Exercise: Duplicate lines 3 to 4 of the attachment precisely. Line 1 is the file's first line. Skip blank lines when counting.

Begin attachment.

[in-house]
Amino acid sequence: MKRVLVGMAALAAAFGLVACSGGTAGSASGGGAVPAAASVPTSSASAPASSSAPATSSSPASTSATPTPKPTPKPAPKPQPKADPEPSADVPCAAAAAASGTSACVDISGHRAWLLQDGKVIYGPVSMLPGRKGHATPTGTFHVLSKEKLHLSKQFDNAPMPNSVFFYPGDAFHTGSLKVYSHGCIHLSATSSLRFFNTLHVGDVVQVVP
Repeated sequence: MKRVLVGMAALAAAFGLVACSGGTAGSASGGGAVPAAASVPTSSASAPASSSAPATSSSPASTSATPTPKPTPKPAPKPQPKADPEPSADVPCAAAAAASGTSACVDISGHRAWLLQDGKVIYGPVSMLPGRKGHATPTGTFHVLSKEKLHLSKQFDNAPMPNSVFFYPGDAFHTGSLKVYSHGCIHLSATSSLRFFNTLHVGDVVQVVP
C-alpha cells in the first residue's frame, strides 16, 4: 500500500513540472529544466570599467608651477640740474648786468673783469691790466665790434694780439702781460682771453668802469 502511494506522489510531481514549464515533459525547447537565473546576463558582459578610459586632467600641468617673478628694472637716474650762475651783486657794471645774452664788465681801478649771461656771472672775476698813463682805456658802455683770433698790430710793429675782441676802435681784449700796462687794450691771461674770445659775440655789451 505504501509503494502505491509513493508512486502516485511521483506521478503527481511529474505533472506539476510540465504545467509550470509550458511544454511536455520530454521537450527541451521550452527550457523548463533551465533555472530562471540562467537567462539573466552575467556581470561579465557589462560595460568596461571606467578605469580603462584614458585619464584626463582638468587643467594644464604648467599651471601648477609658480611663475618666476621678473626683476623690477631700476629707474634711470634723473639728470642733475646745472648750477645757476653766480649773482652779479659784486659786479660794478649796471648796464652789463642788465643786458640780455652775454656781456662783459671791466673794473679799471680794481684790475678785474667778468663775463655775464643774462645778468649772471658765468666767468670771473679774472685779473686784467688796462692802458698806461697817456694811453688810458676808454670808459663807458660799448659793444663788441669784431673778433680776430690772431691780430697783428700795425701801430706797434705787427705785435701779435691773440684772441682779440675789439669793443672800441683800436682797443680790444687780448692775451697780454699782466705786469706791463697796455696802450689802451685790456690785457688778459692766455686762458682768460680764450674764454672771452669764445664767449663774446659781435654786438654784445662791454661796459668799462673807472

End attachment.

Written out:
Repeated sequence: MKRVLVGMAALAAAFGLVACSGGTAGSASGGGAVPAAASVPTSSASAPASSSAPATSSSPASTSATPTPKPTPKPAPKPQPKADPEPSADVPCAAAAAASGTSACVDISGHRAWLLQDGKVIYGPVSMLPGRKGHATPTGTFHVLSKEKLHLSKQFDNAPMPNSVFFYPGDAFHTGSLKVYSHGCIHLSATSSLRFFNTLHVGDVVQVVP
C-alpha cells in the first residue's frame, strides 16, 4: 500500500513540472529544466570599467608651477640740474648786468673783469691790466665790434694780439702781460682771453668802469 502511494506522489510531481514549464515533459525547447537565473546576463558582459578610459586632467600641468617673478628694472637716474650762475651783486657794471645774452664788465681801478649771461656771472672775476698813463682805456658802455683770433698790430710793429675782441676802435681784449700796462687794450691771461674770445659775440655789451 505504501509503494502505491509513493508512486502516485511521483506521478503527481511529474505533472506539476510540465504545467509550470509550458511544454511536455520530454521537450527541451521550452527550457523548463533551465533555472530562471540562467537567462539573466552575467556581470561579465557589462560595460568596461571606467578605469580603462584614458585619464584626463582638468587643467594644464604648467599651471601648477609658480611663475618666476621678473626683476623690477631700476629707474634711470634723473639728470642733475646745472648750477645757476653766480649773482652779479659784486659786479660794478649796471648796464652789463642788465643786458640780455652775454656781456662783459671791466673794473679799471680794481684790475678785474667778468663775463655775464643774462645778468649772471658765468666767468670771473679774472685779473686784467688796462692802458698806461697817456694811453688810458676808454670808459663807458660799448659793444663788441669784431673778433680776430690772431691780430697783428700795425701801430706797434705787427705785435701779435691773440684772441682779440675789439669793443672800441683800436682797443680790444687780448692775451697780454699782466705786469706791463697796455696802450689802451685790456690785457688778459692766455686762458682768460680764450674764454672771452669764445664767449663774446659781435654786438654784445662791454661796459668799462673807472